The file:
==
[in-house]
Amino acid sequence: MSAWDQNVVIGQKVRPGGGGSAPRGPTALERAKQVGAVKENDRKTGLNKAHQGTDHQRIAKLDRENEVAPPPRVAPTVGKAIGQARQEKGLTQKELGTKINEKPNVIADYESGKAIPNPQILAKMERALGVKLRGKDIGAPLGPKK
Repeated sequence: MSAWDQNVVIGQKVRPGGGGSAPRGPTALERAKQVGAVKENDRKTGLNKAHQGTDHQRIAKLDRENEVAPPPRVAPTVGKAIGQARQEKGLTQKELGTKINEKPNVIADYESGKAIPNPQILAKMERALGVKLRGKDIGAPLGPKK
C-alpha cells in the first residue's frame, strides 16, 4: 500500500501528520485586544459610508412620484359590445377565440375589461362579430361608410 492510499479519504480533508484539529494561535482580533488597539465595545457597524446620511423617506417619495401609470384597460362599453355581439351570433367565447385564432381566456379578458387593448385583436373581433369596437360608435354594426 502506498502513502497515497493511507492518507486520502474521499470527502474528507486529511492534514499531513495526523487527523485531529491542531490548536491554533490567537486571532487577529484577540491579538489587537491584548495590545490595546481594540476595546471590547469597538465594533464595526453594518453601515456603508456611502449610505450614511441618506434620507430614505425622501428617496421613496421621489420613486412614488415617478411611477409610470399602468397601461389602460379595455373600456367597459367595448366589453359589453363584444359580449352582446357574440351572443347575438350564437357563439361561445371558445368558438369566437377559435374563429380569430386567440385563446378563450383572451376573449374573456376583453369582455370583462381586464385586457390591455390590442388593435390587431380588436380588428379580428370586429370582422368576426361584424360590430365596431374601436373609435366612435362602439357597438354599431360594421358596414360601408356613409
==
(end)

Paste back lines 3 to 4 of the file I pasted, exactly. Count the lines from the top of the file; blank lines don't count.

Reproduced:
Repeated sequence: MSAWDQNVVIGQKVRPGGGGSAPRGPTALERAKQVGAVKENDRKTGLNKAHQGTDHQRIAKLDRENEVAPPPRVAPTVGKAIGQARQEKGLTQKELGTKINEKPNVIADYESGKAIPNPQILAKMERALGVKLRGKDIGAPLGPKK
C-alpha cells in the first residue's frame, strides 16, 4: 500500500501528520485586544459610508412620484359590445377565440375589461362579430361608410 492510499479519504480533508484539529494561535482580533488597539465595545457597524446620511423617506417619495401609470384597460362599453355581439351570433367565447385564432381566456379578458387593448385583436373581433369596437360608435354594426 502506498502513502497515497493511507492518507486520502474521499470527502474528507486529511492534514499531513495526523487527523485531529491542531490548536491554533490567537486571532487577529484577540491579538489587537491584548495590545490595546481594540476595546471590547469597538465594533464595526453594518453601515456603508456611502449610505450614511441618506434620507430614505425622501428617496421613496421621489420613486412614488415617478411611477409610470399602468397601461389602460379595455373600456367597459367595448366589453359589453363584444359580449352582446357574440351572443347575438350564437357563439361561445371558445368558438369566437377559435374563429380569430386567440385563446378563450383572451376573449374573456376583453369582455370583462381586464385586457390591455390590442388593435390587431380588436380588428379580428370586429370582422368576426361584424360590430365596431374601436373609435366612435362602439357597438354599431360594421358596414360601408356613409